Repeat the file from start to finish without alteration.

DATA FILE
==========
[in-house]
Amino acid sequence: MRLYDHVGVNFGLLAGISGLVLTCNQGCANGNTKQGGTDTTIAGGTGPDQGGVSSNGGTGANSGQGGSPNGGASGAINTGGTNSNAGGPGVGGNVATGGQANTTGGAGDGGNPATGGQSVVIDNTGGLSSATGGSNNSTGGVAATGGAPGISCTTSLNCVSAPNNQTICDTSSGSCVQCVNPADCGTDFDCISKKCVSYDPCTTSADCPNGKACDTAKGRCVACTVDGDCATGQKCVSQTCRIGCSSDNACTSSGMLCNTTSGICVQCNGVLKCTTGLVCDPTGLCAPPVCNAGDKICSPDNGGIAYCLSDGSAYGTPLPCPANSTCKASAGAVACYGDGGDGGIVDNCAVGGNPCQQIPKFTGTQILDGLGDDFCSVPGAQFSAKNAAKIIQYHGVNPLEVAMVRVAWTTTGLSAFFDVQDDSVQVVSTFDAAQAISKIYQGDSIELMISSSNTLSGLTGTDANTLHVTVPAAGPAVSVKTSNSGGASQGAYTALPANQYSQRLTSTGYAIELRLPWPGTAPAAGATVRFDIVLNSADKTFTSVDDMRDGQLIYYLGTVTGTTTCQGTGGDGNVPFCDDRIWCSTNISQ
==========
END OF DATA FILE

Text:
[in-house]
Amino acid sequence: MRLYDHVGVNFGLLAGISGLVLTCNQGCANGNTKQGGTDTTIAGGTGPDQGGVSSNGGTGANSGQGGSPNGGASGAINTGGTNSNAGGPGVGGNVATGGQANTTGGAGDGGNPATGGQSVVIDNTGGLSSATGGSNNSTGGVAATGGAPGISCTTSLNCVSAPNNQTICDTSSGSCVQCVNPADCGTDFDCISKKCVSYDPCTTSADCPNGKACDTAKGRCVACTVDGDCATGQKCVSQTCRIGCSSDNACTSSGMLCNTTSGICVQCNGVLKCTTGLVCDPTGLCAPPVCNAGDKICSPDNGGIAYCLSDGSAYGTPLPCPANSTCKASAGAVACYGDGGDGGIVDNCAVGGNPCQQIPKFTGTQILDGLGDDFCSVPGAQFSAKNAAKIIQYHGVNPLEVAMVRVAWTTTGLSAFFDVQDDSVQVVSTFDAAQAISKIYQGDSIELMISSSNTLSGLTGTDANTLHVTVPAAGPAVSVKTSNSGGASQGAYTALPANQYSQRLTSTGYAIELRLPWPGTAPAAGATVRFDIVLNSADKTFTSVDDMRDGQLIYYLGTVTGTTTCQGTGGDGNVPFCDDRIWCSTNISQ